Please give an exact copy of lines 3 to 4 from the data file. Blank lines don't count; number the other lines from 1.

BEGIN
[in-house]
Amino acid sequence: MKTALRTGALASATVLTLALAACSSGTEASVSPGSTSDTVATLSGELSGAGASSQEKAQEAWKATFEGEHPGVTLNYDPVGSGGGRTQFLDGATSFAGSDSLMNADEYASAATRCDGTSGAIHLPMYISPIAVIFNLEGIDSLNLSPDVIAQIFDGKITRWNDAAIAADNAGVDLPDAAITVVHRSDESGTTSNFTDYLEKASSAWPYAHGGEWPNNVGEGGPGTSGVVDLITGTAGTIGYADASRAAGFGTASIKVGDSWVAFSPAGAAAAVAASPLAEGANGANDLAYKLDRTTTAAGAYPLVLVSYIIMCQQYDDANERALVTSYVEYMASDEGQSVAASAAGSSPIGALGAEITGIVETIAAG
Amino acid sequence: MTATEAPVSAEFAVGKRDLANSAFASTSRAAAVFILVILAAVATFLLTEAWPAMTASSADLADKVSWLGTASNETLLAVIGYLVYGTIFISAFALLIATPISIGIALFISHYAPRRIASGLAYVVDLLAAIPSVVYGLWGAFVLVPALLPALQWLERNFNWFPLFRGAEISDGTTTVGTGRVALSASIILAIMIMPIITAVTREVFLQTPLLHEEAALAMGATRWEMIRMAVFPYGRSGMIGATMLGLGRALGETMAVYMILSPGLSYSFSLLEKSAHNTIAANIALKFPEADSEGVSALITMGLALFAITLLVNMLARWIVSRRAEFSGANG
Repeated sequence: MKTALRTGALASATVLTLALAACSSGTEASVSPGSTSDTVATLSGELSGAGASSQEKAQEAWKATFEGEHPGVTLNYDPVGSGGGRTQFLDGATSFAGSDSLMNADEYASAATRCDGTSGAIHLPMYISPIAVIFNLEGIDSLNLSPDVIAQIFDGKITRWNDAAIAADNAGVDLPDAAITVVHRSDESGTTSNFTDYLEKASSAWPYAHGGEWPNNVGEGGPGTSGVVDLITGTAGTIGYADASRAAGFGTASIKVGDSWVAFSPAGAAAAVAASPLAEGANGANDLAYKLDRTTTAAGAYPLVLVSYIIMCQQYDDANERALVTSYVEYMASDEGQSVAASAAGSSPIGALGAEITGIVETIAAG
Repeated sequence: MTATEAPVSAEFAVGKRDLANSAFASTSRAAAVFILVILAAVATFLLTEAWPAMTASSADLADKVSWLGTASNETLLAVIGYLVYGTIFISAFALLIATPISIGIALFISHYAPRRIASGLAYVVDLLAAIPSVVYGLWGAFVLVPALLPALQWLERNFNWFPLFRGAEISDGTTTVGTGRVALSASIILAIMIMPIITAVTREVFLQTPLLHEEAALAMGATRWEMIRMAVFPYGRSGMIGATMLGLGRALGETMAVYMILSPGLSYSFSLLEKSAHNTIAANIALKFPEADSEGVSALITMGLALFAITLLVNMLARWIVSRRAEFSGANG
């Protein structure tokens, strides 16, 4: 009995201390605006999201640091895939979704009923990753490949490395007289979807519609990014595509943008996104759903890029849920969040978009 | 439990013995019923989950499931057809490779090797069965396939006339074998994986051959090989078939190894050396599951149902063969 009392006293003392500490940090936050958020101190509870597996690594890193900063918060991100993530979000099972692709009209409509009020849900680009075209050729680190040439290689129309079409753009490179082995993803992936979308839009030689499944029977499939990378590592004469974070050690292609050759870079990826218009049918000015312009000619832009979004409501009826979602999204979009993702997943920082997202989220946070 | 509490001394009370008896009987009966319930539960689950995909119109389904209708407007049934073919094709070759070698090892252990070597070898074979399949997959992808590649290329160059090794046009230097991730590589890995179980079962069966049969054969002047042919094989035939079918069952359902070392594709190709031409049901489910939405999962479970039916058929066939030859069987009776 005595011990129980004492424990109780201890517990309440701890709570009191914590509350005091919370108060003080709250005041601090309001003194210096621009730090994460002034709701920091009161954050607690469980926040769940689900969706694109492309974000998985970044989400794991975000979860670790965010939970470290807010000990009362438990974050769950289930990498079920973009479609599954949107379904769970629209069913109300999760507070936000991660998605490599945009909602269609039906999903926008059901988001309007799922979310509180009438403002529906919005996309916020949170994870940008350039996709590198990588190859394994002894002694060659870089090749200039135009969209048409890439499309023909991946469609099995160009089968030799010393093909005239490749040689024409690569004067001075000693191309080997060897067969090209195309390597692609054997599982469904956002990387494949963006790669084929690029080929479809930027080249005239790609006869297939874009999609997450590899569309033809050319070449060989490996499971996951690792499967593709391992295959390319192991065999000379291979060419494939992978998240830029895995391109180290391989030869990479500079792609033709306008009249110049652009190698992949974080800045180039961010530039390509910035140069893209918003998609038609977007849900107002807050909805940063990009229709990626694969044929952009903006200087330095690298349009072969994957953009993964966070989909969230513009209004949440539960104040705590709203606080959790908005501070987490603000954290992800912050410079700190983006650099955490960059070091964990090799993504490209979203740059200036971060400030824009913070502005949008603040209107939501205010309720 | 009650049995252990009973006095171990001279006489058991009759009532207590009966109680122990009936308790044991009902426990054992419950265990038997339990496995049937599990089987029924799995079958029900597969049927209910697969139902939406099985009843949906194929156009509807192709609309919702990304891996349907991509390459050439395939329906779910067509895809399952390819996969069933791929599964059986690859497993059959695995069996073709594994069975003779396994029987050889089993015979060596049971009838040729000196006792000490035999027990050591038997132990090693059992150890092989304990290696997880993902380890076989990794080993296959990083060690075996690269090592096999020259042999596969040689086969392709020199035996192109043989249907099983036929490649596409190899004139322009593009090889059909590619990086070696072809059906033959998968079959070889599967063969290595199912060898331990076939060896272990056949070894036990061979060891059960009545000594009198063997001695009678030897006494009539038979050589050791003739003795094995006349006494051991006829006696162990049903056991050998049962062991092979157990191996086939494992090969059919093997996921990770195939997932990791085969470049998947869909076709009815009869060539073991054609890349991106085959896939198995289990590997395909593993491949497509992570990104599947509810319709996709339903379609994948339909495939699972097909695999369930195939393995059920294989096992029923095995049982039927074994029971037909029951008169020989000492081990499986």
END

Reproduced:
Amino acid sequence: MTATEAPVSAEFAVGKRDLANSAFASTSRAAAVFILVILAAVATFLLTEAWPAMTASSADLADKVSWLGTASNETLLAVIGYLVYGTIFISAFALLIATPISIGIALFISHYAPRRIASGLAYVVDLLAAIPSVVYGLWGAFVLVPALLPALQWLERNFNWFPLFRGAEISDGTTTVGTGRVALSASIILAIMIMPIITAVTREVFLQTPLLHEEAALAMGATRWEMIRMAVFPYGRSGMIGATMLGLGRALGETMAVYMILSPGLSYSFSLLEKSAHNTIAANIALKFPEADSEGVSALITMGLALFAITLLVNMLARWIVSRRAEFSGANG
Repeated sequence: MKTALRTGALASATVLTLALAACSSGTEASVSPGSTSDTVATLSGELSGAGASSQEKAQEAWKATFEGEHPGVTLNYDPVGSGGGRTQFLDGATSFAGSDSLMNADEYASAATRCDGTSGAIHLPMYISPIAVIFNLEGIDSLNLSPDVIAQIFDGKITRWNDAAIAADNAGVDLPDAAITVVHRSDESGTTSNFTDYLEKASSAWPYAHGGEWPNNVGEGGPGTSGVVDLITGTAGTIGYADASRAAGFGTASIKVGDSWVAFSPAGAAAAVAASPLAEGANGANDLAYKLDRTTTAAGAYPLVLVSYIIMCQQYDDANERALVTSYVEYMASDEGQSVAASAAGSSPIGALGAEITGIVETIAAG